An African-American poet, essayist, and lecturer, Camille T. Dungy has authored four collections of poetry and edited two anthologies; her poems and essays have been published in Best American Poetry, The 100 Best African American Poems, nearly thirty other anthologies, and over one hundred print and online journals. Always adept at her lyric craft, Dungy’s debut collection of essays, Guidebook to Relative Strangers: Journeys into Race, Motherhood, and History, offers profound observation, keen intellect, and frank reflection rooted in the black diaspora by focusing on the black body, motherhood, history, and nature. Dungy’s work navigates race, gender, and cross-cultural identity in the United States and abroad. Her experience of pregnancy and/or motherhood is a consistent thread as the author further explores the themes of birth and origin.
Guidebook to Relative Strangers, a finalist for the National Book Critics Circle Award in Criticism, is essential in that it reflects intersectionality at its roots. In today’s complicated conversations about identity and difference, Dungy’s work is on point in revealing a deeper sense of how social constructs still challenge and perhaps limit ways of understanding difference. This is not to say that identifying with a group lacks purpose. Dungy’s essays illustrate how her status as a black female writer, mother, educator, wife, and daughter cannot be separated no matter where she finds herself. She will not be diluted into one category or another. She does not have to choose one role over another. That is what ties these essays together. No matter what her experience, Dungy’s identity is ultimately autonomous.
In “Manifest,” Dungy’s baby daughter Callie Violet inspires the author’s exploration of herself as the mother of a black child but her impact affects every aspect of the author’s identity. Dungy ruminates on how her Callie perceives her temporarily insulated world as she begins to acquire ways of nonverbal and verbal communication. In “Manifest,” the author celebrates her daughter’s early access to the sound of language:
Ma Ma Ma Ma Ma Ma Mama is your latest sound, and I’ve known better than to think that you made that sound you made it for me. But today when I came toward you and lifted you up off your play mat, you giggled and repeated the words that had brought me to you. And just that quickly, I had a name.
Dungy is fully in love with and invested in her daughter’s movements, stillness, and tactile experiences with nature and place. The language of mother and daughter exists most powerfully without words. She learns her daughter each day and works to translate each gesture of sound that forms within her child’s mouth. Dungy surveils each grip of Callie’s hand, her infant’s head on her chest as a place of protection (for both): “I can be intensely in the presence of our pleasure when your mortality manifests, a specter undeniable as my joy when you slay me with kisses.” Dungy’s elation over Callie’s infancy extends toward a deeper fear about the crucial generational conversation about what it will mean for her daughter to walk through the world in a black body.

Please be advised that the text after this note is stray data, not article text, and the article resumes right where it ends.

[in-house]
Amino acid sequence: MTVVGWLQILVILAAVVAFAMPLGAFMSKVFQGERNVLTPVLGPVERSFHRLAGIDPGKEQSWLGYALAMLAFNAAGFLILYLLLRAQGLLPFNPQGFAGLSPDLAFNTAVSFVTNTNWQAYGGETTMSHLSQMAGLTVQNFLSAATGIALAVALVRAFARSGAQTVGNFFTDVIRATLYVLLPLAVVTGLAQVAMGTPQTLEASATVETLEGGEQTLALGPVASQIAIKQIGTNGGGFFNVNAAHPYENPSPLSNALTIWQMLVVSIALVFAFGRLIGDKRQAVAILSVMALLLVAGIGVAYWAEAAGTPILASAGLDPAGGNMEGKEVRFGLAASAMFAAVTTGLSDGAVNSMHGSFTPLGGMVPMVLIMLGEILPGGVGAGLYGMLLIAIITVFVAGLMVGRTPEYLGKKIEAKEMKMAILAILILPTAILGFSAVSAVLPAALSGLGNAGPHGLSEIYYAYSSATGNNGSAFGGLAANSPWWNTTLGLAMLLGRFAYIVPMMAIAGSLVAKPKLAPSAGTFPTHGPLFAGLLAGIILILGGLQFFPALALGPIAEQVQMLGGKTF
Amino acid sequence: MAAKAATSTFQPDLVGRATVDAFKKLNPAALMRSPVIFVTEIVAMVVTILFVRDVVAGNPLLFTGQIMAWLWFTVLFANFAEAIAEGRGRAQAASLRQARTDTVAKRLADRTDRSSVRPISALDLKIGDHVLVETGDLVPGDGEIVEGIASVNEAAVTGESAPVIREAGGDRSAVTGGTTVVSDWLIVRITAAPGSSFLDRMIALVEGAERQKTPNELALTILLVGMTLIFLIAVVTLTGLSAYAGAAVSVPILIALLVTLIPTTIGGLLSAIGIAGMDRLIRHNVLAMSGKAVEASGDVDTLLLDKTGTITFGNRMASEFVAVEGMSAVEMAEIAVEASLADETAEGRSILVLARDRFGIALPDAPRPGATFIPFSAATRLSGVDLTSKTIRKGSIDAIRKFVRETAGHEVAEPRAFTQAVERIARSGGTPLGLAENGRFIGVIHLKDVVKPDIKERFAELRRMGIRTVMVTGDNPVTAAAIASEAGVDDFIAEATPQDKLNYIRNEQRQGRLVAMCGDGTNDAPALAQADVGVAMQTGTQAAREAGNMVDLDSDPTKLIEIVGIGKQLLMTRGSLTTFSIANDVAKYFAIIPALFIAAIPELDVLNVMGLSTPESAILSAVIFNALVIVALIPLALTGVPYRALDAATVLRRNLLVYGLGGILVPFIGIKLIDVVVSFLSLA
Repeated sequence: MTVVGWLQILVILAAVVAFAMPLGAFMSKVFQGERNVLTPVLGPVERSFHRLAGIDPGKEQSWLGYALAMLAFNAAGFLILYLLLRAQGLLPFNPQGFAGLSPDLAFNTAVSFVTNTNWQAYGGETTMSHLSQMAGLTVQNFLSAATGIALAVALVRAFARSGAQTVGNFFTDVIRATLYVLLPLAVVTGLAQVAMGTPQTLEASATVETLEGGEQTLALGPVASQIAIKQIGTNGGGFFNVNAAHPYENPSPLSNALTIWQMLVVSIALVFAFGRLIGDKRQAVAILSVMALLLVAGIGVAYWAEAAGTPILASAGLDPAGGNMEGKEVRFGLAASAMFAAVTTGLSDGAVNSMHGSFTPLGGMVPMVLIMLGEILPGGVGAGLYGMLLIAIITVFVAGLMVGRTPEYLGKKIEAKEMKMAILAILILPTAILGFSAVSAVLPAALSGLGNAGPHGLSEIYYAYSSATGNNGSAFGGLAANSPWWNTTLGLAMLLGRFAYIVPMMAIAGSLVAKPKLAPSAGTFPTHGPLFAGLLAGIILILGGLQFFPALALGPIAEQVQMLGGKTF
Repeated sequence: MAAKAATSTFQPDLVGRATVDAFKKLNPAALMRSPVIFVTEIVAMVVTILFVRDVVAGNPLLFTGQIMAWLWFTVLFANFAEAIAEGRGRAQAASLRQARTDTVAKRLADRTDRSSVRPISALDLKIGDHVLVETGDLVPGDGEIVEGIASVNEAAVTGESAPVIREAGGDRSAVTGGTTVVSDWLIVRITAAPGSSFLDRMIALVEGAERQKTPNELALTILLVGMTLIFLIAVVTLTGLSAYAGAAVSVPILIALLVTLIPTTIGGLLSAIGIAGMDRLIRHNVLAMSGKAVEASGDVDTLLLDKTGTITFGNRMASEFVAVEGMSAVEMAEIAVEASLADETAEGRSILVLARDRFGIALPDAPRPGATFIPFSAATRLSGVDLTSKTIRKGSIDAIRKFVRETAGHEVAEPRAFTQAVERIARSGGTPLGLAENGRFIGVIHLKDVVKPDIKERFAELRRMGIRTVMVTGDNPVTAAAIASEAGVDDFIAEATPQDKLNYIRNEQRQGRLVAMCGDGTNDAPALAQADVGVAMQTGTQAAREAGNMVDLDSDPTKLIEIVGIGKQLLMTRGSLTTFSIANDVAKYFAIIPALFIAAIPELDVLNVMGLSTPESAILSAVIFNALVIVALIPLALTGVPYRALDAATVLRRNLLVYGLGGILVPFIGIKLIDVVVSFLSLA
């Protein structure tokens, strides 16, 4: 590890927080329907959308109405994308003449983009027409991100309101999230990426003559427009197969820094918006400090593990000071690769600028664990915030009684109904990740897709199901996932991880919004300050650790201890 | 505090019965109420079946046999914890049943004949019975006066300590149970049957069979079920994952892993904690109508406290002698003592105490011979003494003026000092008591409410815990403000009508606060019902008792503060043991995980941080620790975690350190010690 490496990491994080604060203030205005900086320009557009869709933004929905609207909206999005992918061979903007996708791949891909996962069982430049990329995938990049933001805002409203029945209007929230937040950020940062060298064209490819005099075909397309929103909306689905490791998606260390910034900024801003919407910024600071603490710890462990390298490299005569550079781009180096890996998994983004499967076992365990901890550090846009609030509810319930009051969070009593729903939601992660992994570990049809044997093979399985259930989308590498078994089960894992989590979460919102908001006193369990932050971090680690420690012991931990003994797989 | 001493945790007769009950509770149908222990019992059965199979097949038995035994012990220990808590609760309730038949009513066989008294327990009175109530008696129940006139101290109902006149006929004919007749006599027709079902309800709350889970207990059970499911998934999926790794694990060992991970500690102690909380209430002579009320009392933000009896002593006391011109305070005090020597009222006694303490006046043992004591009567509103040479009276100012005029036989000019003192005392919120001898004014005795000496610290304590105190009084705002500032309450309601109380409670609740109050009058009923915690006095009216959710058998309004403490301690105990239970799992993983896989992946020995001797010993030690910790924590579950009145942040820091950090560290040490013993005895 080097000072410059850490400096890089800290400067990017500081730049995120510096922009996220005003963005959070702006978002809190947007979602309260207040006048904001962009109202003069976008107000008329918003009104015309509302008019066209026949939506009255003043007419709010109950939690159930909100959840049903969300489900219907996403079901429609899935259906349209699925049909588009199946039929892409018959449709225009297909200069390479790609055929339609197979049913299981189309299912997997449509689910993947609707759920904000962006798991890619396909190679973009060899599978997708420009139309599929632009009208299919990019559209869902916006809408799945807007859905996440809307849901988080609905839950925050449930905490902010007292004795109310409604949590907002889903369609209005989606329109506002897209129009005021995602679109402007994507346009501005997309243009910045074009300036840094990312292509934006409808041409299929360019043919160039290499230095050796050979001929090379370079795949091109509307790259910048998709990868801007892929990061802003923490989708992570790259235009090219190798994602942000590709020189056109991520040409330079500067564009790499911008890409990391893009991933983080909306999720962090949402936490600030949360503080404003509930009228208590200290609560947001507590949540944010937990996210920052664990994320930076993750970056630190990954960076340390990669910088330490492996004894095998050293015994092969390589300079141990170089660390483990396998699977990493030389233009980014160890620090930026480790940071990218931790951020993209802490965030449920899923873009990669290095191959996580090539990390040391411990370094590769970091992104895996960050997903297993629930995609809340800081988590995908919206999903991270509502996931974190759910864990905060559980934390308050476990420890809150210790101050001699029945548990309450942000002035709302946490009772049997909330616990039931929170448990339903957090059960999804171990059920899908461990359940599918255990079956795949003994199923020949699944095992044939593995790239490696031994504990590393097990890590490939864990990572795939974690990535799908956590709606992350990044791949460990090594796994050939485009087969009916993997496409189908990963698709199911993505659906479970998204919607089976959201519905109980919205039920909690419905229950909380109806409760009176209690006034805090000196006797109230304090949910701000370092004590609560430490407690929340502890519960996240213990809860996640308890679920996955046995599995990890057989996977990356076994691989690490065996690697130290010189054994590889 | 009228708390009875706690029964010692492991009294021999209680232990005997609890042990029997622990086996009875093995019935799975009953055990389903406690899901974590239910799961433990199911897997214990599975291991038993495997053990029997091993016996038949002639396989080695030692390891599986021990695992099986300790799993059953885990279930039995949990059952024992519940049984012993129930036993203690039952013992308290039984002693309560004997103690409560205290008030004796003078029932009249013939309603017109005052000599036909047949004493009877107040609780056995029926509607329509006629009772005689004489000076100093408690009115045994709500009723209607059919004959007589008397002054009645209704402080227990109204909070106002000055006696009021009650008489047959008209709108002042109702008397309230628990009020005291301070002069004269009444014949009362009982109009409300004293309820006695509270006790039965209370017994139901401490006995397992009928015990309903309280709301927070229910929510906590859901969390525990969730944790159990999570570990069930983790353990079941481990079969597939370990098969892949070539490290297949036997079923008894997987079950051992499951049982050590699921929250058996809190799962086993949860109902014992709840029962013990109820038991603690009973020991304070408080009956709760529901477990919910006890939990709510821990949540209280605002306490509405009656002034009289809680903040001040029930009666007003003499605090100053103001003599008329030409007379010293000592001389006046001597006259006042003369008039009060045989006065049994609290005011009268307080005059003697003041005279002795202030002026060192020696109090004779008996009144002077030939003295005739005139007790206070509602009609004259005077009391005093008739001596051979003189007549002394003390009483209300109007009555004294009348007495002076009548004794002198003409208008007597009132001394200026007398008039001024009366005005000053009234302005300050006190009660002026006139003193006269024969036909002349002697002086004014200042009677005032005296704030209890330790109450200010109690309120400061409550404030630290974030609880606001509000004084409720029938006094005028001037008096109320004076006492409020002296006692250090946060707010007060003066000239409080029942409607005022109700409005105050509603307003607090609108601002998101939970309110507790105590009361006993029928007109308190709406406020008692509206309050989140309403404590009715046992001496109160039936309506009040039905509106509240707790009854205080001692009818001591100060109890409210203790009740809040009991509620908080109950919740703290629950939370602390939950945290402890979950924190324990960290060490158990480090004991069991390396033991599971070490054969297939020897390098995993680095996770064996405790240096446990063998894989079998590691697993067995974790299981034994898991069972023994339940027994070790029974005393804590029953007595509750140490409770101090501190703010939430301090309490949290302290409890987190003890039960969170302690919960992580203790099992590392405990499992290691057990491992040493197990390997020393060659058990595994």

Framed around family, work, travel, and her writing life, Dungy’s essays exemplify several microaggressions and macroaggressions surrounding race and gender. Dungy understands what comes with entering physical spaces in which she and her child are the sole representations of their race. Dungy’s physical appearance (especially her hair), her tone of voice, her willingness to answer for or vouch for herself are an undercurrent. Whether Callie behaves or acts out as any child is a seemingly ordinary occurrence yet it is weighty when connected to the sharp lens that is ever-present surrounding black identity.
Strangers are enchanted by Callie’s temperament, skin tone, eyes, and hair. They are surprised at her good behavior on planes and in airports. Eyebrows raise when mother and child are together and Dungy is very meticulous to make sure she is ready for anything no matter what their destination. What may be a typical experience for many parents of all colors, the fact that Callie is a black child deepens her hypervigilance as a black mother. The scope of Dungy’s essays is powerful in their connectivity to what black and brown people face in both private and public spaces. Even a pleasant afternoon is rooted in a fuller understanding of knowing what it is to be solely identified by race and gender.
In “Body of Evidence,” Dungy honors the camaraderie that exists during lunch with her husband, Ray, and kindred spirits Sean and Dudley:
They all sounded blacker to me in each other’s company than they usually tended to sound. Which means that they sounded comfortable and happy in their bodies, that they cracked jokes in a particular kind of way about particular kinds of things, that they laughed upon receiving these jokes as well as on delivering them, that they danced a little when they walked. This is not to say all black people are good and constant dancers.
Dungy’s work resonates with the duality of black identity and how one’s perception of self is affected among other people of color, or while isolated within the role of the other. The potential dangers of walking through the world in a black body permeate the conversation among Dungy, Roy, Sean, and Dudley: “But they soon became less funny. The three men spent lunch comparing notes about living in America in black bodies that were regularly confused with the bodies of other black men…What a menace, to live in bodies that might be anybody’s, that are so frequently assumed to be corrupt.” Being followed while shopping. Being stopped and frisked while walking down the street. Being stopped by a police officer on the way home. These are repeated experiences to which black and brown people are resigned. For anyone else, they are minor and infrequent frustrations. Dungy fully understands the very careful steps a man or woman must take when being pulled over by law enforcement. That experience comes up in conversation among the men in her company. They know all too well the importance of keeping black or brown hands on the dashboard, keeping identifications and wallets in sight of the officer, and maintaining a non-threatening tone of voice. Even before Callie is old enough to drive, Dungy will have that talk that so many must have. It is never just one conversation. There is a constant reaching back into history to see how and why this conversation is never-ending.